[Incidentally, regarding Fillon, his English Wikipedia page is atrocious; the French one is better and informs us that he is a Ferrari nut who did a 24-hour race in 2003; he also has a Facebook page with lots of video feeds.]

What were some of the issues on the table for this trip and what does it tell us about China’s foreign policy?

China remains exceptionally sensitive about French attention to, and adoration of, the Dalai Lama.  There are few other countries in the world where His Holiness gets such renown and acclaim, and, thus, where the idea of Tibetan independence is taken so seriously.  There are a growing number of Buddhist converts in France who follow the Dalai Lama’s religious teachings, which Beijing is, presumably also keeping tabs on.

In February of this year we had the major imbroglio over the Yuanmingyuan statuettes, property representing part of China’s Qing-dynasty cultural heritage, which were auctioned off at the Paris Christies.  This was a very big deal that added fuel to the flames of the Olympic Torch controversy (the Paris run was heavily disrupted by protestors) and pro-Tibetan actions taken in spring of 2008.

All of this resulted in an attempted boycott of French goods by Chinese students and other generally nasty media denunciations.

The French government has been trying very hard lately to steer away from the Dalai Lama and back onto the golden path of commerce.  The Dalai Lama’s visit to Paris this summer was discouraged by Sarkozy and virtually the whole of his administration, which meant that the inviting Paris mayor bathed in the glow of some serious Chinese nationalism, as reported on this blog.

For its part, China seems concerned that its exports to France are down sharply, and was looking to get some cooperation on a particular nuclear plant.

Chinese Vice Premier Li Keqiang (R) and visiting French Prime Minister Francois Fillon attend the launch of Taishan nuclear power plant in Beijing, capital of China, Dec. 21, 2009. Li Keqiang and Fillon commenced the construction of Taishan nuclear power plant here Monday, a Sino-French joint project in south China's Guangdong Province.(via Xinhua/Huang Jingwen)

Energy, aviation, cultural cooperation, and water conservation projects were on the table, and deals were inked. In other words, this was a trip about business. Xinhua summarizes the action here.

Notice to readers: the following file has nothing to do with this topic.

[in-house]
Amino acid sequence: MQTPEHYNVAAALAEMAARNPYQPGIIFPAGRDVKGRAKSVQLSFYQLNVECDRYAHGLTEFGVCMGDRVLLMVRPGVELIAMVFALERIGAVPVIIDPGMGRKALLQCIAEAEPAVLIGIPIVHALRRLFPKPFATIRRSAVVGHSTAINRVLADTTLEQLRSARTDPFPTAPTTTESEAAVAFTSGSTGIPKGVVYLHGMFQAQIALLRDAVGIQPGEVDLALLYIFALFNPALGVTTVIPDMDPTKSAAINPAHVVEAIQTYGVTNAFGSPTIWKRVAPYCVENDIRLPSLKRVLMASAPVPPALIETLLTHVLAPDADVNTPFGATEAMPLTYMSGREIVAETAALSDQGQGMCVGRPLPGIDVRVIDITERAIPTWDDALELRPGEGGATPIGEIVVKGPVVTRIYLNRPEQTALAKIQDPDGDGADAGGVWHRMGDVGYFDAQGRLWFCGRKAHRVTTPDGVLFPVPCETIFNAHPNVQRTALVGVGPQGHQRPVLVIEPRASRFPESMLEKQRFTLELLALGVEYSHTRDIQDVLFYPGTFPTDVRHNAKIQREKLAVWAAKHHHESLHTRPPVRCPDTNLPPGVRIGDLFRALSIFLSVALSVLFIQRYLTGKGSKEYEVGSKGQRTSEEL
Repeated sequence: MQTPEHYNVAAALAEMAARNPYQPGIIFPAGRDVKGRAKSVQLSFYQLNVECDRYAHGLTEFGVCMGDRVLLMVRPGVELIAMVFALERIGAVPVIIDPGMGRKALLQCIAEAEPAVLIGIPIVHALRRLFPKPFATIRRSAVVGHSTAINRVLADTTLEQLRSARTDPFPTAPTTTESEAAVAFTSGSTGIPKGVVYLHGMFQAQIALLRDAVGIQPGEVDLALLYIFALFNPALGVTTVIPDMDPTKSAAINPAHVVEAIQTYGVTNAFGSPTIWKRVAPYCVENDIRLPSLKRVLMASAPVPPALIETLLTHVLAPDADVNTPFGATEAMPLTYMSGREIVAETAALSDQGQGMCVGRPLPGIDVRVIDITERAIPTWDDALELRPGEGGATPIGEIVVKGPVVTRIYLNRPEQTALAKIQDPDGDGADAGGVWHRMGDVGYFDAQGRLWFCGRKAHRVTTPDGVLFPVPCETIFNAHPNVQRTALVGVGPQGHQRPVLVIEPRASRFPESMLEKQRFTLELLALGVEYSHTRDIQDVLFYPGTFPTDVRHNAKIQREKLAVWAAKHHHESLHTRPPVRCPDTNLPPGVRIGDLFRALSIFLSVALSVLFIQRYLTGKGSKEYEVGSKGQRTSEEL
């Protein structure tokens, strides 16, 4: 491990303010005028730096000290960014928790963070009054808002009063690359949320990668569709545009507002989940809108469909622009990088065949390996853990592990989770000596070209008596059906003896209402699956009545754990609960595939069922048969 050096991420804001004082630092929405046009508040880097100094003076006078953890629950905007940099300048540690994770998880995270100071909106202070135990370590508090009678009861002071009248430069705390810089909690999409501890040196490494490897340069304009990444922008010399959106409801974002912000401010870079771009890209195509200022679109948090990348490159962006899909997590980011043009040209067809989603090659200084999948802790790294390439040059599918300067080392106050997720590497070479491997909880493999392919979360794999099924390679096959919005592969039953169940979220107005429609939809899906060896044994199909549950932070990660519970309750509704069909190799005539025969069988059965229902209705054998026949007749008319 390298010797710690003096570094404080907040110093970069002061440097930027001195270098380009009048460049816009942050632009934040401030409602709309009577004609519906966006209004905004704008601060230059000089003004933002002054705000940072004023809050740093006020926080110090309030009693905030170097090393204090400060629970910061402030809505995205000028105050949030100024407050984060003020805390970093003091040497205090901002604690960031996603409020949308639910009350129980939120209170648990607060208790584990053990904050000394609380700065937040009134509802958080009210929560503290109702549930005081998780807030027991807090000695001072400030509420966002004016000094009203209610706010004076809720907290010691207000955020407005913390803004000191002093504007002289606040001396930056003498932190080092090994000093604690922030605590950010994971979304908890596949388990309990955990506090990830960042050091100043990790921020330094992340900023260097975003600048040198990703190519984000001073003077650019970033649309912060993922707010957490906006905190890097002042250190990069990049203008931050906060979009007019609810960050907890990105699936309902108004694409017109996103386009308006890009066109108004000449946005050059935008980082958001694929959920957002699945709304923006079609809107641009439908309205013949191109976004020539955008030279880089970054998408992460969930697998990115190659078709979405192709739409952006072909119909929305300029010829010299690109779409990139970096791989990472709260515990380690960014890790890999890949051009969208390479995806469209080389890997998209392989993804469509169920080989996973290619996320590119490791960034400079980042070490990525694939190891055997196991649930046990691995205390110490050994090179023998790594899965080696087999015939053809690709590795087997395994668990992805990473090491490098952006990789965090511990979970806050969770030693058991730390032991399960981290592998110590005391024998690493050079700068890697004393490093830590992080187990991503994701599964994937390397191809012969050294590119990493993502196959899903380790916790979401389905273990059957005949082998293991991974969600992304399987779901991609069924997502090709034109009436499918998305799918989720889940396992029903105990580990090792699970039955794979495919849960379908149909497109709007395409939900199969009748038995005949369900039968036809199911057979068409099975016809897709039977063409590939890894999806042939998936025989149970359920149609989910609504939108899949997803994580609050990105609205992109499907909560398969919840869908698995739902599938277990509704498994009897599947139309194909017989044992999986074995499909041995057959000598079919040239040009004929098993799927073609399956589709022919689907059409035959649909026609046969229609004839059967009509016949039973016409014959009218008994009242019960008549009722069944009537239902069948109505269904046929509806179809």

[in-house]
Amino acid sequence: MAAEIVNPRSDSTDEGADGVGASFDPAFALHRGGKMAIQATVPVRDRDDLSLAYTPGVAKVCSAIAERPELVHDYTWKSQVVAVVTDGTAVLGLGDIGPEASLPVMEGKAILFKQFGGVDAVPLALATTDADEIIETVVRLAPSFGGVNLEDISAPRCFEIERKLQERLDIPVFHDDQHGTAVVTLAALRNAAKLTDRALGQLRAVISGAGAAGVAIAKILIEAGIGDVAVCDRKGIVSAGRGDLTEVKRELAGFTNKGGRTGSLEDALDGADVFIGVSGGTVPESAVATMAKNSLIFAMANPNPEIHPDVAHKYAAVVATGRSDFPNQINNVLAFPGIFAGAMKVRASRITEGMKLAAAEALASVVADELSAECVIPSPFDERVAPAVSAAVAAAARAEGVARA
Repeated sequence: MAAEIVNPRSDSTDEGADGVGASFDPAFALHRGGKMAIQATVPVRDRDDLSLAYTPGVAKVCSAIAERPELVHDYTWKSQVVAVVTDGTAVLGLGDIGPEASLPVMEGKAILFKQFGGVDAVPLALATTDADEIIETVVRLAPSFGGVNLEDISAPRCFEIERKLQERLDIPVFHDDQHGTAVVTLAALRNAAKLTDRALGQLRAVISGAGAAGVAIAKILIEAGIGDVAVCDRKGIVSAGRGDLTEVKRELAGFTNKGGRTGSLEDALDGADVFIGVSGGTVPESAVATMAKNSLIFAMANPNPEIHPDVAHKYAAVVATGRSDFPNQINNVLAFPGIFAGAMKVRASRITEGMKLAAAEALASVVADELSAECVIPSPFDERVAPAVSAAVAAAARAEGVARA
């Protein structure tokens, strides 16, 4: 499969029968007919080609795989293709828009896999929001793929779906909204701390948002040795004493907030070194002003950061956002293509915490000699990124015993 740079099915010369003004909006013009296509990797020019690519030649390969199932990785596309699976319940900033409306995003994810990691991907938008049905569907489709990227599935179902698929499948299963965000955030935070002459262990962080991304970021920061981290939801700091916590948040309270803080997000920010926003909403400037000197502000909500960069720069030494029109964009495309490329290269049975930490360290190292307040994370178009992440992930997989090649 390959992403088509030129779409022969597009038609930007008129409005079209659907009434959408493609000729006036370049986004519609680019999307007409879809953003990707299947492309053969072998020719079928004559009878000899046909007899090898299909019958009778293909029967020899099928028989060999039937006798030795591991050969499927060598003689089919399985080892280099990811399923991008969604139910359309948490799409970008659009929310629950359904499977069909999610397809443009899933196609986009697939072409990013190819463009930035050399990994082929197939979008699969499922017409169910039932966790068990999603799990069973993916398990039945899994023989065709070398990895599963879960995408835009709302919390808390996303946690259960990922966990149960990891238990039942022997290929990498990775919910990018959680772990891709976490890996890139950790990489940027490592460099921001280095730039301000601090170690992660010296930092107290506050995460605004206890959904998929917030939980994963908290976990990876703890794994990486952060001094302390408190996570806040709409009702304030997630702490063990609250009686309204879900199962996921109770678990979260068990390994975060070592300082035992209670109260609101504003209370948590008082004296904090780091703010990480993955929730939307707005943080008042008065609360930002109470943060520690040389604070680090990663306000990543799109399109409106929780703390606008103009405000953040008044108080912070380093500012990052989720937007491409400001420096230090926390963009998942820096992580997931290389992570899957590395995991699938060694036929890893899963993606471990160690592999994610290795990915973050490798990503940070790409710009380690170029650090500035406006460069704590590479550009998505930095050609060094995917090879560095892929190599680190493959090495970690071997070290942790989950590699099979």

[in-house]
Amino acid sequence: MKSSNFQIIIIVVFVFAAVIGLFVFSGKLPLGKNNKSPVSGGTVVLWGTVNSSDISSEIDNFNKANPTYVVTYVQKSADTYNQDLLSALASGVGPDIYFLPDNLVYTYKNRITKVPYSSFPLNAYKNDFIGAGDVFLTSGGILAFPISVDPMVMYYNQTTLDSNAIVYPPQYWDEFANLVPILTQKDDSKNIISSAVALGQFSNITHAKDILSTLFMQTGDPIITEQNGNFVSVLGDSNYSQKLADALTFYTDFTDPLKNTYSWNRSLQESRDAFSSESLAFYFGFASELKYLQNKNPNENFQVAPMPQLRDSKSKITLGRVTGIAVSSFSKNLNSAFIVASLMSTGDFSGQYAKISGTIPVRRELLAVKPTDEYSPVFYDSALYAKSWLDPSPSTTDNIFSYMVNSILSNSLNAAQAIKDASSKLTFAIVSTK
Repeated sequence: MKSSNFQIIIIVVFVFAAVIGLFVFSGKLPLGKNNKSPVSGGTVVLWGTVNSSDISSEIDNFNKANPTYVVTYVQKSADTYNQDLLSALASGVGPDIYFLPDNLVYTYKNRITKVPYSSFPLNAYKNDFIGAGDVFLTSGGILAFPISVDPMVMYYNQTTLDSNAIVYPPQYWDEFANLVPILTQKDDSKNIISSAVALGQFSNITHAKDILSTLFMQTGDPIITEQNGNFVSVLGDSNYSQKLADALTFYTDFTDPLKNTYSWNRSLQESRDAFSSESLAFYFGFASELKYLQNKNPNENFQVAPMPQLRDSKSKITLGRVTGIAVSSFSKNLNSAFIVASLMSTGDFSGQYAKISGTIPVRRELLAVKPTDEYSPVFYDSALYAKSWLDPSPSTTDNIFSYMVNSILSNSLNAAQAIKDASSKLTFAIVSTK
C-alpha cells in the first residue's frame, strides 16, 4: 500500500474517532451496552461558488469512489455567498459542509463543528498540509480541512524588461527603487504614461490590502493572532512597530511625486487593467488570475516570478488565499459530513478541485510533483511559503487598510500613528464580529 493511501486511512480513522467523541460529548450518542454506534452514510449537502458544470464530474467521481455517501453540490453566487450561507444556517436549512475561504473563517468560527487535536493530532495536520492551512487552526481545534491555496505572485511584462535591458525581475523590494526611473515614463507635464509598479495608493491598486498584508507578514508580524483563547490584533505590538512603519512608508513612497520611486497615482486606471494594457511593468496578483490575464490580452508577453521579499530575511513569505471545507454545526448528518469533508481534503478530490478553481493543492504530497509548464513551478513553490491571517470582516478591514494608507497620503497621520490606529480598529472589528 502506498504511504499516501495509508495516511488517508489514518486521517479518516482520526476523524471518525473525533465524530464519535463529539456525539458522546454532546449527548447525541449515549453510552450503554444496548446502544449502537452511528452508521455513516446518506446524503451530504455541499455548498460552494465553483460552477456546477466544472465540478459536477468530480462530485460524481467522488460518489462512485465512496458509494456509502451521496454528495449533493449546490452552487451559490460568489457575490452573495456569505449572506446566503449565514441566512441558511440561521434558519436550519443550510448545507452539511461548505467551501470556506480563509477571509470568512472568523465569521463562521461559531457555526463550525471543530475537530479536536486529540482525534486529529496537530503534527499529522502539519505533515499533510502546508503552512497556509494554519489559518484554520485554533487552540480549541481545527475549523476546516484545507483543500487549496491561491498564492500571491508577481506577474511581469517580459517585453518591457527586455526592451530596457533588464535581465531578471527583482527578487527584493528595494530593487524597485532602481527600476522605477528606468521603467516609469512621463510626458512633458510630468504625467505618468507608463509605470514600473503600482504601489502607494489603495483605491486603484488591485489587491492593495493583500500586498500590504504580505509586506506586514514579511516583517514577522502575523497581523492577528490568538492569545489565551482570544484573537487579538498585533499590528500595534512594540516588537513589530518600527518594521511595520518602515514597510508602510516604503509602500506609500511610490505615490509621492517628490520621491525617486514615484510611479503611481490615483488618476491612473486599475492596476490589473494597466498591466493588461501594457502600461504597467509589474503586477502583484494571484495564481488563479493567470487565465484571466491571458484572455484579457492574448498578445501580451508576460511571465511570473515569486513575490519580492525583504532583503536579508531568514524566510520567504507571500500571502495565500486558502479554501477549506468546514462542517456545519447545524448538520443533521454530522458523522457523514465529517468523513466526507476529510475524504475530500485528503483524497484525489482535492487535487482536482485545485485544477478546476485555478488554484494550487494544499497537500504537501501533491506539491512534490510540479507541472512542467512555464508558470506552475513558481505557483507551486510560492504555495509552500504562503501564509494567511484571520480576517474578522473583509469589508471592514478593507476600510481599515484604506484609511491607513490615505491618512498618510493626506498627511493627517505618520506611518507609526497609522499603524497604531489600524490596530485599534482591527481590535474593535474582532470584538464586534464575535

Lest you imagine I am entranced by the orange and blue codex of Xinhua’s hypnotic English site, Le Figaro comes to the rescue again, since for some reason the New York Times is incapable of covering such stories.


Bruno Jeudy, “In Peking, Politics Plays its Proper Part: The Prime Minister is Employed to Put the Sino-French Relationship ‘Back on Track’ After the Bad Scene Leading Up to the Olympic Games ][À Pékin, Fillon le diplomate joue sa propre partition: ,” Le Figaro, December 22, 2009 [translation from the French by Adam Cathcart]

It was the one small false note in a successful diplomatic mission.  Standing in front of the students of Beihang [北航/North Air] University, François Fillon let slip a confirmation of the next visit of Nicholas Sarkozy [to China] in May 2010.  “The reinforcement of the Sino-French relations will be symbolized in the venue for the inauguration of the Universal Expo in Shanghai at the beginning of May…by the President of the Republiic, Nicholas Sarkozy,” he said in a happy lapse.  Destabilized for several seconds, Fillon rapidly put on again his diplomatic facade.  After playing a game of avoiding the landmines of provincial autonomy, the Prime Minister won his diplomatic stripe.

Over the course of two days, he spent some diplomatic capital in order to revive/warm up Sino-French relations after the imbroglio of the past year and a half.    “I had as my mission to get Sino-French relations back on track.  My mission has now been accomplished,” he rejoiced just after returning to Paris, a sentiment in accord with the coming week of vacation he will be taking in Austria.

François Fillon was sent on a mission to seduce the Chinese authorities, and, as such, to do so without abandoning his values.   When a student asking about “the highs and lows” of Sino-French relations, the chief of state admitted the “misunderstandings [malentendus].” He then advanced that “France…she is an old democracy where speech is free, [and] the Chinese government must understand this.”  In the manner of making an understanding, this little critical music rested completely upon the diplomatically correct rendering of the matter of human rights.  In this exercise in equlibrium, he carefully weighed his words around various angles with his hosts, especially after the failure at Copenhagen.  “Who can speak with certitude about recollection of the past?” he explained.  “When we consider things now, it is to set down a work of accord.”  This is a tone very different from the Secretary of State, Chantal Jouanno, who castigated “China’s totally closed attitude.”

In Beijing, Fillon appeared to present the image of a viable partner.  The Chinese rolled out the red carpet [déroulé le tapis rouge] for Fillon.   He also was received by the numbers one, two, and three of the communist state [Ed.: Recall that Xi Jinping was dispatched to the airport to pick up Obama, not the more powerful Wen Jiabao], and was accompanied further by four ministers and six parliamentarians.  Fore Christine Lagarde, the visit assumed a historic character:  “It was in 1964 that General DeGaulle made his trip [reconnaissance] the PRC.  And then we had the meeting last April between Nicolas Sarkozy and Hu Jintao. Today, there is the vist of François Fillon to Beijing.”  Josselin de Rohan, President of the Commission on Foreign Relations in the Senate, testified affirmatively: “His personality was pleasing to the Chinese.”  François is a man of state.  He is not an exhibitionist.  Thanks to him, France can mark another development in the nuclear field,” judged the Senator.  The centrist deputy Maurice Leroy said “He made no mistakes.” Another parliamentarian cruelly summed things up: “Fillon is not responsible for the variations of political Sarkozy-ism that we see in China.”